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I wrote this program in Dev C++ IDE. I was expecting it might get crash. but it is displaying the right output. can some please explain how the memory gets allocated here.why this is working.

int main()
     int i=10;
     double d=3333333.555 ;
     printf(" Value of I after assignment %d",i);
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How the memory gets allocated for what? This is simple addition. –  David Schwartz Oct 21 '11 at 18:27
for example: int i; double d=3333333.555; i = int (d); –  André Oct 21 '11 at 18:28
If I'm not mistaken, the order of operations is 3333333.555 + 3333333.555 (addition operator), resulting in 6666667.11 (still a double). The result is then cast to an int (assignment operator), causing a truncation of the value to 6666667. Is that the value you're expecting? –  avanek Oct 21 '11 at 18:36
sorry, I think the above behavior is correct. because I was using Windows 7 OS, which is 64bit. I tried to give big values in 'd' ie.,(111113333333.555) then it is printing the value -2147483648. Now please explain how this situation is handle. In UNIX Integer take 4 bytes to store the value, but double takes 8 bytes. so when a variable is avalue greater than 64687. then how double value gets stored in that int variable. –  user1007643 Oct 23 '11 at 6:28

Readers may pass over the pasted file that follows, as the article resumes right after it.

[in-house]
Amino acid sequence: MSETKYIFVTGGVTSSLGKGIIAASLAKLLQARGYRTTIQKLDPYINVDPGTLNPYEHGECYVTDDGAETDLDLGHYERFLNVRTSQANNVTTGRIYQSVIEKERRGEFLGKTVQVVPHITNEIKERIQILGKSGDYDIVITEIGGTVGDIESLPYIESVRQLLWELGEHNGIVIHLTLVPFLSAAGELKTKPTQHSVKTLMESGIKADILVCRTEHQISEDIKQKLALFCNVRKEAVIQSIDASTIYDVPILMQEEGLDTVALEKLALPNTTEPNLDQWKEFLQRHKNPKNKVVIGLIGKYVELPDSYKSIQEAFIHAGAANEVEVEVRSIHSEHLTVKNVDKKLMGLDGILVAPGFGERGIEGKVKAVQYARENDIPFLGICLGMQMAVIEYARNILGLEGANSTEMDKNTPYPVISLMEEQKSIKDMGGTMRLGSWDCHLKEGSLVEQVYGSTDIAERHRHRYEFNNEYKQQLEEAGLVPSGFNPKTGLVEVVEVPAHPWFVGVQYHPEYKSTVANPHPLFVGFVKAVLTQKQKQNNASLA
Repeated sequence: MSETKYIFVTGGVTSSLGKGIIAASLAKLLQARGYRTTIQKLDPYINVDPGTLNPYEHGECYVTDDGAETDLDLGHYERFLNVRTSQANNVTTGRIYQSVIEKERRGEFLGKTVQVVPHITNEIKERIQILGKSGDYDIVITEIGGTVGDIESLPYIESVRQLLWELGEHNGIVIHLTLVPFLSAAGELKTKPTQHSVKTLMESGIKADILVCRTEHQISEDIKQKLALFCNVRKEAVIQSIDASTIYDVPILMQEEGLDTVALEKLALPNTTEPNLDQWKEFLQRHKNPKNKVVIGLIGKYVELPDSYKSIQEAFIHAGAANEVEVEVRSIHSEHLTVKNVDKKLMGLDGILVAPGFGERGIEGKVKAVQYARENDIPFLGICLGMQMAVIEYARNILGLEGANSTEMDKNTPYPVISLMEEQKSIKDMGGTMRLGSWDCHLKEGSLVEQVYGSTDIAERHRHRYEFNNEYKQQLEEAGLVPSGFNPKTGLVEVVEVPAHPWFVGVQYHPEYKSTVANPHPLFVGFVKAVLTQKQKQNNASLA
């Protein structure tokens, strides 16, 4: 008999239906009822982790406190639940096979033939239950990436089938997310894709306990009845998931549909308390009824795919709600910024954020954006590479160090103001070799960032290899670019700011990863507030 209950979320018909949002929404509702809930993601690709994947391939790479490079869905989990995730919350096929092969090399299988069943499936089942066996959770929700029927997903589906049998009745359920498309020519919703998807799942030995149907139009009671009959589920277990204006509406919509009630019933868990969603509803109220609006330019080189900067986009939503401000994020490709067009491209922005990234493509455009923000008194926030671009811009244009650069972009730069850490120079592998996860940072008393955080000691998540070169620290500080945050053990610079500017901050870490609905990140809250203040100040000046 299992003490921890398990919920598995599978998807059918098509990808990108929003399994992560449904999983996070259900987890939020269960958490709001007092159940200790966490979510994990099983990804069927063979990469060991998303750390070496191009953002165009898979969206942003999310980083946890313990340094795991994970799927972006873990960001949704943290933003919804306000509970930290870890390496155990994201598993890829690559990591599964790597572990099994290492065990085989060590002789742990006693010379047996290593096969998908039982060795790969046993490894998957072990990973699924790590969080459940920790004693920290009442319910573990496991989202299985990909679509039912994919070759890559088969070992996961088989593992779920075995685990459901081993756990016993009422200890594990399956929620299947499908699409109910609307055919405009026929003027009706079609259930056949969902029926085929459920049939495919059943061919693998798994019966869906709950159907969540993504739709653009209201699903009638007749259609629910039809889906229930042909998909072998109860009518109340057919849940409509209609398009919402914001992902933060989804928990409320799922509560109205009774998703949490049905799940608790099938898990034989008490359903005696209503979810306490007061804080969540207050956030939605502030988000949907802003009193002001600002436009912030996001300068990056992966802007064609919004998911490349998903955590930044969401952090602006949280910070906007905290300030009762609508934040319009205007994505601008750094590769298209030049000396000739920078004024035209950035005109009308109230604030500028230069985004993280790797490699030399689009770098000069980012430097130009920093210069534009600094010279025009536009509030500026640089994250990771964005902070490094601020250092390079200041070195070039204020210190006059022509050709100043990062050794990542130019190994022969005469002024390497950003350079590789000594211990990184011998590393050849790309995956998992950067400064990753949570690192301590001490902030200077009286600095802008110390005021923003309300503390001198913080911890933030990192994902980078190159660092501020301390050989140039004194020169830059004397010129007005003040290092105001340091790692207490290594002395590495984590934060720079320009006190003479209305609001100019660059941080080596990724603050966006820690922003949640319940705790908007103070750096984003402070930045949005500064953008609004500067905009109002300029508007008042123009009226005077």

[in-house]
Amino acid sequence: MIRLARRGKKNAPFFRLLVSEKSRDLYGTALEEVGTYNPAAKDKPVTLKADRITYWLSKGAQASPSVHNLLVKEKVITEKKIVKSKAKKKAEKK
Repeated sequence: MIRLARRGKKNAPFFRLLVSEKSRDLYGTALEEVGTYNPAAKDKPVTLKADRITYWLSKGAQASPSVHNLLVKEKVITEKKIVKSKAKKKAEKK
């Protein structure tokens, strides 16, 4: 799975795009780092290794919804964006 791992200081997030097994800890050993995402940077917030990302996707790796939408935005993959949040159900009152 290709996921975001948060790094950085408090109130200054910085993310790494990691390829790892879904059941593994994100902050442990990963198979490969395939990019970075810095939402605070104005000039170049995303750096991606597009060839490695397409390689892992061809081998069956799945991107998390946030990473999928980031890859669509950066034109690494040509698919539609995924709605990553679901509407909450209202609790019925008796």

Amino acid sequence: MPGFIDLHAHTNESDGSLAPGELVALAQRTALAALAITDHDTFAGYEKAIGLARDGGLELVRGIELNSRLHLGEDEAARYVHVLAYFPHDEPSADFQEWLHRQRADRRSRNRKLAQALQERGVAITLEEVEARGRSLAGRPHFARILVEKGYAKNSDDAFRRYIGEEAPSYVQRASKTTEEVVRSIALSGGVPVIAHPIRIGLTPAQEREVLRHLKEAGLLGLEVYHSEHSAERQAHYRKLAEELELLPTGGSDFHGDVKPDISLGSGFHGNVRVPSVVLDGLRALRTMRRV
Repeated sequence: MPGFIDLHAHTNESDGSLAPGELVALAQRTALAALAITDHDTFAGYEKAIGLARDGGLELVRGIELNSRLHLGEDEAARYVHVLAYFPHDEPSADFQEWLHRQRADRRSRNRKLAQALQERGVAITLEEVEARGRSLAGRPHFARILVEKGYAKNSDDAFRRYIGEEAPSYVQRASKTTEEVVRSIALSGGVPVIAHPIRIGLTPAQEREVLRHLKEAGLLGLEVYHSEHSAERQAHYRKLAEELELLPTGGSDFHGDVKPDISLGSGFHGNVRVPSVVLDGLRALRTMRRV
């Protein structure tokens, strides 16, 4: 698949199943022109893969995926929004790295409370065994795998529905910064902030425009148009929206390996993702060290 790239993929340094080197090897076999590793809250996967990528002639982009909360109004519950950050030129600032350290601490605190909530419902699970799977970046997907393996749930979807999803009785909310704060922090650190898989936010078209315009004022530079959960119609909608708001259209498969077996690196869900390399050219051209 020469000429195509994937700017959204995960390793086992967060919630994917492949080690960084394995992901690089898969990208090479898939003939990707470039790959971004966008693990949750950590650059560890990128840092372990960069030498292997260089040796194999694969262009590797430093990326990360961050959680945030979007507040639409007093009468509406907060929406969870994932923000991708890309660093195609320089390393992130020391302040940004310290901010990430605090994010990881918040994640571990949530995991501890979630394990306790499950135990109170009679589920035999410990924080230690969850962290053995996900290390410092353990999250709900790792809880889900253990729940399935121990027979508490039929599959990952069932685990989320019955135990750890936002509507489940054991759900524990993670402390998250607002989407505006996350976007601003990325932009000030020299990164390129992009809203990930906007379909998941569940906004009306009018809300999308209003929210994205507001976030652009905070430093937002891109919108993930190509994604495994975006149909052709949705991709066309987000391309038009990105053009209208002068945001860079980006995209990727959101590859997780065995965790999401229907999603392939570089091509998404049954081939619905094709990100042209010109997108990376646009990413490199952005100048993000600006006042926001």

What are you asking about exactly? Why doesn't it crash? How memory is allocated? Explanation of the result value? What's the question here? –  EJP Mar 27 '14 at 0:29

1 Answer 1

In C, local variables and parameters are held in registers and in the stack. That means that as long as you have available space in the stack, they will be put there, with no explicit allocation.

In fact, all the programs start with a stack allocated by default, that's why there's no need for the C program to request more memory.

How does the stack work? well... in general there's a register for holding a pointer to a chunk of memory. Whenever you enter in a function, that register is moved so that it now points to a free portion of the stack, and when you leave that function, the old value of the stack register is restored.

The inner workings are a bit more trickier, but that's the general idea.

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